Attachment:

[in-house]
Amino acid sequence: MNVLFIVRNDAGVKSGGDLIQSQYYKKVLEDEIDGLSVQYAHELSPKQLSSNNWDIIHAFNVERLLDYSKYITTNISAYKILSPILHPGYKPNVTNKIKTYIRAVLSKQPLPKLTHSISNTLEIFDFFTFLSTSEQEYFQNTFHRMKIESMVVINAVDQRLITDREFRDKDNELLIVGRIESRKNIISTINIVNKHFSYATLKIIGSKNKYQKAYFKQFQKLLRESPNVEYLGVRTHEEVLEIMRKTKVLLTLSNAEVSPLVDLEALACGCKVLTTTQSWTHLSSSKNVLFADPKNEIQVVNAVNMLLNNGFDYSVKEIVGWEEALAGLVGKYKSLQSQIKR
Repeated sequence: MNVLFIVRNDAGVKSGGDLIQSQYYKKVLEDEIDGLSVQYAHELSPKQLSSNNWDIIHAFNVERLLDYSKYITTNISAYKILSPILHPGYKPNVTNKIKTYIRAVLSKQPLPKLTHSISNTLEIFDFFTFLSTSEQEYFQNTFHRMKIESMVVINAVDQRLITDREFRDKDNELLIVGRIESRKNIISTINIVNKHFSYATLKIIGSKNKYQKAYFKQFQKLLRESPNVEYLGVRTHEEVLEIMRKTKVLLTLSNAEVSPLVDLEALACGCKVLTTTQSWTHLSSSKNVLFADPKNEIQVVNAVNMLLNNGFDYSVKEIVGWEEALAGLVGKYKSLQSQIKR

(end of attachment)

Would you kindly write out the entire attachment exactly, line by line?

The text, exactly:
[in-house]
Amino acid sequence: MNVLFIVRNDAGVKSGGDLIQSQYYKKVLEDEIDGLSVQYAHELSPKQLSSNNWDIIHAFNVERLLDYSKYITTNISAYKILSPILHPGYKPNVTNKIKTYIRAVLSKQPLPKLTHSISNTLEIFDFFTFLSTSEQEYFQNTFHRMKIESMVVINAVDQRLITDREFRDKDNELLIVGRIESRKNIISTINIVNKHFSYATLKIIGSKNKYQKAYFKQFQKLLRESPNVEYLGVRTHEEVLEIMRKTKVLLTLSNAEVSPLVDLEALACGCKVLTTTQSWTHLSSSKNVLFADPKNEIQVVNAVNMLLNNGFDYSVKEIVGWEEALAGLVGKYKSLQSQIKR
Repeated sequence: MNVLFIVRNDAGVKSGGDLIQSQYYKKVLEDEIDGLSVQYAHELSPKQLSSNNWDIIHAFNVERLLDYSKYITTNISAYKILSPILHPGYKPNVTNKIKTYIRAVLSKQPLPKLTHSISNTLEIFDFFTFLSTSEQEYFQNTFHRMKIESMVVINAVDQRLITDREFRDKDNELLIVGRIESRKNIISTINIVNKHFSYATLKIIGSKNKYQKAYFKQFQKLLRESPNVEYLGVRTHEEVLEIMRKTKVLLTLSNAEVSPLVDLEALACGCKVLTTTQSWTHLSSSKNVLFADPKNEIQVVNAVNMLLNNGFDYSVKEIVGWEEALAGLVGKYKSLQSQIKR